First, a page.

Because you've always wondered, here's the origin story behind peanut butter and Oreos in "The Parent Trap"
If you are a child of the ’90s, chances are you don’t dunk your Oreos in milk, and you don’t twist them apart to eat the creme filling. Rather, you smother your Oreos in peanut butter, thanks to The Parent Trap.
The 1998 film starred Lindsay Lohan, and she played not one, but two characters: Separated-at-birth twins, Hallie and Annie. Early in the movie, when the twins really bond for the first time, they realize that they both do this weird thing where they put peanut butter on Oreos. It’s a sign that even though they’ve been separated for 12 years, they’re clearly cosmically connected via snacks.
And now, for the last 20 years, I have also been eating peanut butter and Oreos, because I saw Lindsay Lohan do it in this movie (I even go so far as to order cookies and cream ice cream, and get peanut butter sauce — trust me, that’s also delicious). But, let’s be honest, this is a weird thing. Who first looked at an Oreo and said, “I want to put some peanut butter on this”?
Needing answers, I turned to the writer and director of The Parent Trap, Nancy Meyers. She’s got a new movie out, which she produced, Home Again. The movie is written and directed by Meyer’s daughter, Hallie Meyers-Shyer, and YES, Hallie in Parent Trap was named after Meyers’ daughter Hallie, and YES, the movie is dedicated to Hallie, and YES, now Hallie is making movies of her own.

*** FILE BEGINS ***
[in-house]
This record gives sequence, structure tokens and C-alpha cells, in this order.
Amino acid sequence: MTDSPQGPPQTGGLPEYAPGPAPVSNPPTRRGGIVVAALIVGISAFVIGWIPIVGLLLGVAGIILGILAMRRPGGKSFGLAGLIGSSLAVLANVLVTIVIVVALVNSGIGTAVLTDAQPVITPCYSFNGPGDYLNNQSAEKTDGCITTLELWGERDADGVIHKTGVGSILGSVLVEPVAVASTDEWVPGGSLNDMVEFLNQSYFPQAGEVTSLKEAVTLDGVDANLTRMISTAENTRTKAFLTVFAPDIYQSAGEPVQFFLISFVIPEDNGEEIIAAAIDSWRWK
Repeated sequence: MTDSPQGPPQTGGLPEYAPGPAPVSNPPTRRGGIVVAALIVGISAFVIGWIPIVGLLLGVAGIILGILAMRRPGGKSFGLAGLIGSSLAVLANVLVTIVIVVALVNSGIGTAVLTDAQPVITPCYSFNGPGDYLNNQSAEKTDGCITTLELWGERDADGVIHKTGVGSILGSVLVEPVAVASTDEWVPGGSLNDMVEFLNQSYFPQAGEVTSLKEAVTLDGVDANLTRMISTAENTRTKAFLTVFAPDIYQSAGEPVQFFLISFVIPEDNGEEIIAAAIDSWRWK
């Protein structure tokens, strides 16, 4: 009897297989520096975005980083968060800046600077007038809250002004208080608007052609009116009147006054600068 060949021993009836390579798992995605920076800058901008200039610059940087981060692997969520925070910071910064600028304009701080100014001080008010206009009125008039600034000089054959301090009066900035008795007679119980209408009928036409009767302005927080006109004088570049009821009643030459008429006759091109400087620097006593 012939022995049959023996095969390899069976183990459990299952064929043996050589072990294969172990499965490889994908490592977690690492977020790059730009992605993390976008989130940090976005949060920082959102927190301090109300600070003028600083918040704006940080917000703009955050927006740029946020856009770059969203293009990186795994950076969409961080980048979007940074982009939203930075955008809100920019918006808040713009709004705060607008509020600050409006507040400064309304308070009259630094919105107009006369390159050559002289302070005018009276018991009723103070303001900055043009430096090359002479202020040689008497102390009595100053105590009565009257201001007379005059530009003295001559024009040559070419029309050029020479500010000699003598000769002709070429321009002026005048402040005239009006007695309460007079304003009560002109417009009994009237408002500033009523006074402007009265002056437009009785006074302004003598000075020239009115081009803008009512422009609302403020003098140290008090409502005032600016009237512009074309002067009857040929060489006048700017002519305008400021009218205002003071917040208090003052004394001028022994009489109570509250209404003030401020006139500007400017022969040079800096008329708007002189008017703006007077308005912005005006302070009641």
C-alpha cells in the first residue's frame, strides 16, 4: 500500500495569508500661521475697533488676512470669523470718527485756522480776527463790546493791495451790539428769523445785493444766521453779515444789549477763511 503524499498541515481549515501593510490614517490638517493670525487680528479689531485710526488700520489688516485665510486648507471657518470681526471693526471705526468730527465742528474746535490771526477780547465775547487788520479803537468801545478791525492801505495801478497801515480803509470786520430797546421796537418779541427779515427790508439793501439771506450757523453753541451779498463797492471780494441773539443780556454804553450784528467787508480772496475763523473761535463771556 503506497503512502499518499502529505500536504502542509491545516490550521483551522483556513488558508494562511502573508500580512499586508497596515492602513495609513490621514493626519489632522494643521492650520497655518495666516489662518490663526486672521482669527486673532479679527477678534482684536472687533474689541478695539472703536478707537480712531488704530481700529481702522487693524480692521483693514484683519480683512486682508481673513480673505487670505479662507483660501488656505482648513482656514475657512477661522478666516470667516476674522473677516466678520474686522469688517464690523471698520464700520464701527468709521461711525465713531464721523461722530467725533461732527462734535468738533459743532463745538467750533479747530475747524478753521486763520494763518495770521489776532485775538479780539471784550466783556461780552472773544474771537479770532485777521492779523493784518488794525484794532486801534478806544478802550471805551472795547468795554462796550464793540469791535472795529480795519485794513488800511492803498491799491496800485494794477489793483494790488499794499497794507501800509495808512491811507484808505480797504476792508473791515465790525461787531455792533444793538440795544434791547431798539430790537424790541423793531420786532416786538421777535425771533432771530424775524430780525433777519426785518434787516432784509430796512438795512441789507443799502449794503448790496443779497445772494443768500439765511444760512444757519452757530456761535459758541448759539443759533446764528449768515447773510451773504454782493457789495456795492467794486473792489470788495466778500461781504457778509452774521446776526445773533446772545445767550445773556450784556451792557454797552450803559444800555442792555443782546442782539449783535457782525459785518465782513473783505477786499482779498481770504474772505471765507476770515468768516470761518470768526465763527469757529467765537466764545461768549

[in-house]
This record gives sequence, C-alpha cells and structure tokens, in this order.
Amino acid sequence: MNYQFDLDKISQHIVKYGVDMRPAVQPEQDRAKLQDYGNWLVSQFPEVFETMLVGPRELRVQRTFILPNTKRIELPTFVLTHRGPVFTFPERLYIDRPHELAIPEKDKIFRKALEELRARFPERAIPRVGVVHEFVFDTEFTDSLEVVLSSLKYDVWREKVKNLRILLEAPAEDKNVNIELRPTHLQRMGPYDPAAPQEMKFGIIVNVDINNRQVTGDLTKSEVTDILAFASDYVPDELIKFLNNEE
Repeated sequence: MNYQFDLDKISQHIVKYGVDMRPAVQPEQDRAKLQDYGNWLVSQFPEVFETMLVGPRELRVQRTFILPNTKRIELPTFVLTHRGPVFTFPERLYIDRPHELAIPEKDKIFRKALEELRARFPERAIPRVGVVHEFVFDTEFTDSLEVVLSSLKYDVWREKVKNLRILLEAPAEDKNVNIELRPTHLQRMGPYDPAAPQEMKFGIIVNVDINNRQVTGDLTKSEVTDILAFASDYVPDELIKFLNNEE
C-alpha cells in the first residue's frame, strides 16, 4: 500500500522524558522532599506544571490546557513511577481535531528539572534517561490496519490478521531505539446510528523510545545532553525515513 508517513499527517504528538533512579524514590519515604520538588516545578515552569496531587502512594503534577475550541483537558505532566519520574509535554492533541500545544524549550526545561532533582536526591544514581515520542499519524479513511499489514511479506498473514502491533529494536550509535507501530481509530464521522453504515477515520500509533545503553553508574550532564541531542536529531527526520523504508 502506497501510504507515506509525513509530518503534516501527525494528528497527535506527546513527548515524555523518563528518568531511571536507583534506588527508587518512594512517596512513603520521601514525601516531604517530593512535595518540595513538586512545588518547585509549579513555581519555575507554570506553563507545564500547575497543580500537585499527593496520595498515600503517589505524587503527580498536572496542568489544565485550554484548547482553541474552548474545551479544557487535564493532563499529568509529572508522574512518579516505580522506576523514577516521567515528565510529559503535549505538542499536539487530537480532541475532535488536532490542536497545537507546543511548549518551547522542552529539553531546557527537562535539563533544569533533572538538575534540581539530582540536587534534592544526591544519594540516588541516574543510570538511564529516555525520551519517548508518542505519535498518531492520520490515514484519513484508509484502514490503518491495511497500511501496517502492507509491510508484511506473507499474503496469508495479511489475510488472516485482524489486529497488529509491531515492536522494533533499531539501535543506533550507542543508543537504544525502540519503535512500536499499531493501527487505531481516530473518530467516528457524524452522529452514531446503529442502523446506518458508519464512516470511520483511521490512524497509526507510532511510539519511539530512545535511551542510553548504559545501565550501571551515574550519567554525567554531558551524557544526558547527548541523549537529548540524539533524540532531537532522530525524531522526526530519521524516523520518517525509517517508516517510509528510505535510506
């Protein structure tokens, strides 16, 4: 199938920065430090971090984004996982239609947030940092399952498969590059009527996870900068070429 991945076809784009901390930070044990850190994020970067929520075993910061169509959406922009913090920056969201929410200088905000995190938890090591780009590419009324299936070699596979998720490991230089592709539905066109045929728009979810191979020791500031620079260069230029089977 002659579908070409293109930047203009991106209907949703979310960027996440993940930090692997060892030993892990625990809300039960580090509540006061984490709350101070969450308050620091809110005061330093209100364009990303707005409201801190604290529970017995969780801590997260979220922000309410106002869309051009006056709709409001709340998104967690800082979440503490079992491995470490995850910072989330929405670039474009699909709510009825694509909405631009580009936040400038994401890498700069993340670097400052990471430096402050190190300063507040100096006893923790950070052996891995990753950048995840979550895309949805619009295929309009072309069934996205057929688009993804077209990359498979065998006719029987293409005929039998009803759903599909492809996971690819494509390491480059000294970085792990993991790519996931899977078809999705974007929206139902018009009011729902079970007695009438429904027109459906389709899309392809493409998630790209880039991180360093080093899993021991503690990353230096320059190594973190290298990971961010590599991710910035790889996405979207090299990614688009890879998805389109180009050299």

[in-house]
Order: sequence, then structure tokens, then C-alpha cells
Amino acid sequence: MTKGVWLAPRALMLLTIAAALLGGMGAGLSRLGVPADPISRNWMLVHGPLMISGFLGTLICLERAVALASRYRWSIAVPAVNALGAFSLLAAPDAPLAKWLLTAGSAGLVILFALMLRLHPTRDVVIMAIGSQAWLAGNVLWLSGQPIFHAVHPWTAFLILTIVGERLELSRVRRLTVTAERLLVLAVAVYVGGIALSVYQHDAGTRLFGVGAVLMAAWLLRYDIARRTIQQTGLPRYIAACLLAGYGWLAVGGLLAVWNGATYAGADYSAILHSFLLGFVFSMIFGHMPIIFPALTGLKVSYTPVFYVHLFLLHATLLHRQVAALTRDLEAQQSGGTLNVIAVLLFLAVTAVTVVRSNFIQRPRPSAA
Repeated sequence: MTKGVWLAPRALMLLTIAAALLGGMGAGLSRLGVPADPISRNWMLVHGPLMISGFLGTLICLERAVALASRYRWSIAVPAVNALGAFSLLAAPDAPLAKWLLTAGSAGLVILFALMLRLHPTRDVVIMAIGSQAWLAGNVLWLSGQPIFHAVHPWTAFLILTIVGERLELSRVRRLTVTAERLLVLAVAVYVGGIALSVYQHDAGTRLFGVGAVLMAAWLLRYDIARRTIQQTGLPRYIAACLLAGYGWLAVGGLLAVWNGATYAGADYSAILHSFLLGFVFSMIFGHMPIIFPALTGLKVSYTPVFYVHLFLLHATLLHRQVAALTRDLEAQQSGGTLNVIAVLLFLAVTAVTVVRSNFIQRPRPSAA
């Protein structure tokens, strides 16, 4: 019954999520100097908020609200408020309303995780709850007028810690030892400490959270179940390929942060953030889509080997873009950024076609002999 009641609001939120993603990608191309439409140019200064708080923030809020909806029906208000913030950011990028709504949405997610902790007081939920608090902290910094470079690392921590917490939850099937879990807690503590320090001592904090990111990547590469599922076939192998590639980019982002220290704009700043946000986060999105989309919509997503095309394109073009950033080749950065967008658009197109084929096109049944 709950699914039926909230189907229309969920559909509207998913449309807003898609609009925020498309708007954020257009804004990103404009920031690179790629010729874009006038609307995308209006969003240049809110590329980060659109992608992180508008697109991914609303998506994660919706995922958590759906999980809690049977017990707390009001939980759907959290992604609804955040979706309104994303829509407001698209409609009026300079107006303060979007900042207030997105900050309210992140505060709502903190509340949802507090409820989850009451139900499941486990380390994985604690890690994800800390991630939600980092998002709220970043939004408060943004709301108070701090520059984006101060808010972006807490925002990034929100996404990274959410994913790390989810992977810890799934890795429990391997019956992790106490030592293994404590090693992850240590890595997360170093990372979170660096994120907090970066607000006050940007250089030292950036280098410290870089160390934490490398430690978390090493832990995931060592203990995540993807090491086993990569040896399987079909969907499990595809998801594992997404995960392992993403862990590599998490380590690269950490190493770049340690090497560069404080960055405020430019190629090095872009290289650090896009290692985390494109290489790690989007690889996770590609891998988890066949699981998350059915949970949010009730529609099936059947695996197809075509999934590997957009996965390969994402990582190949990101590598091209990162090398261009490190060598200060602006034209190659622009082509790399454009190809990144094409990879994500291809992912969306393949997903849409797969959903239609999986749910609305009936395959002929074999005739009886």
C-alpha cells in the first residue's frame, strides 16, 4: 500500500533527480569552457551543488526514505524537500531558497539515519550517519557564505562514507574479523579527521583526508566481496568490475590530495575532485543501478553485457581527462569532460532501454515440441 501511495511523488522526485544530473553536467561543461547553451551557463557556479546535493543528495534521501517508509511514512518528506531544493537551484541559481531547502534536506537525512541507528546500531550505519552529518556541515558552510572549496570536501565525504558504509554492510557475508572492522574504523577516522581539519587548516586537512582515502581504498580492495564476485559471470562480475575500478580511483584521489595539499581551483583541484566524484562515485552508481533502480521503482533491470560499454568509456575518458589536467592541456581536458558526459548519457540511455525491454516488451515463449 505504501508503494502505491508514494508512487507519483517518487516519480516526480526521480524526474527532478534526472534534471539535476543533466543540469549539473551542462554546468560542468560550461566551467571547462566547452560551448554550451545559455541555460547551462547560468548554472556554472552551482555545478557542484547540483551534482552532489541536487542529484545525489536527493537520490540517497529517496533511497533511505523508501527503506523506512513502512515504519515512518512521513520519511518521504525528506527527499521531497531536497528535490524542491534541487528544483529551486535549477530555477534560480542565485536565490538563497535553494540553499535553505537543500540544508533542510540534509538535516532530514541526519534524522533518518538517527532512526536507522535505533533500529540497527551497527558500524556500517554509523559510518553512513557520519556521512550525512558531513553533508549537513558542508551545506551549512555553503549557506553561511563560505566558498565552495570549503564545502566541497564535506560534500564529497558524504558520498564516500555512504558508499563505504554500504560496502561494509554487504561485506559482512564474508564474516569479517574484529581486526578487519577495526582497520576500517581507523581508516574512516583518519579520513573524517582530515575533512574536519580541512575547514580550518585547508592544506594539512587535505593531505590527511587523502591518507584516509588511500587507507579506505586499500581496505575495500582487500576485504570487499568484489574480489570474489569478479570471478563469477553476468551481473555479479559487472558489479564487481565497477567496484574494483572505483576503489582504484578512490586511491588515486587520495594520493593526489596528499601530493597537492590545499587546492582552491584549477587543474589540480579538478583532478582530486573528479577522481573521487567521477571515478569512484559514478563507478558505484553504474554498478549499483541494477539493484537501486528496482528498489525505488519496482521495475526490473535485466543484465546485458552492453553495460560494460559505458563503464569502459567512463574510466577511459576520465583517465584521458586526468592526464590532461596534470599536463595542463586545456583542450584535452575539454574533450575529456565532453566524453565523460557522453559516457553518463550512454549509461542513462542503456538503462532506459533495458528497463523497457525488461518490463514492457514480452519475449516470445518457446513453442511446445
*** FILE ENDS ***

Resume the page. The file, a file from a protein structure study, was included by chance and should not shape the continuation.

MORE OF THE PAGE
But, as for the peanut butter and Oreos delicacy, Meyers literally made it up because she thought it sounded quirky.
So turns out peanut butter and Oreos are not an age-old Meyers family tradition. Meyers asked me if I’ve ever had peanut butter and Oreos, and I had to confess to her I’ve been eating Oreos like this for 20 years…because of her movie. Meyers, meanwhile, has never tried it before, and someone run to Target for these items, stat.
There you have it. The peanut butter and Oreos origin story is that there is no origin story. Meanwhile, millennials all over the world are still doing this. (But it’s good, so all’s well.)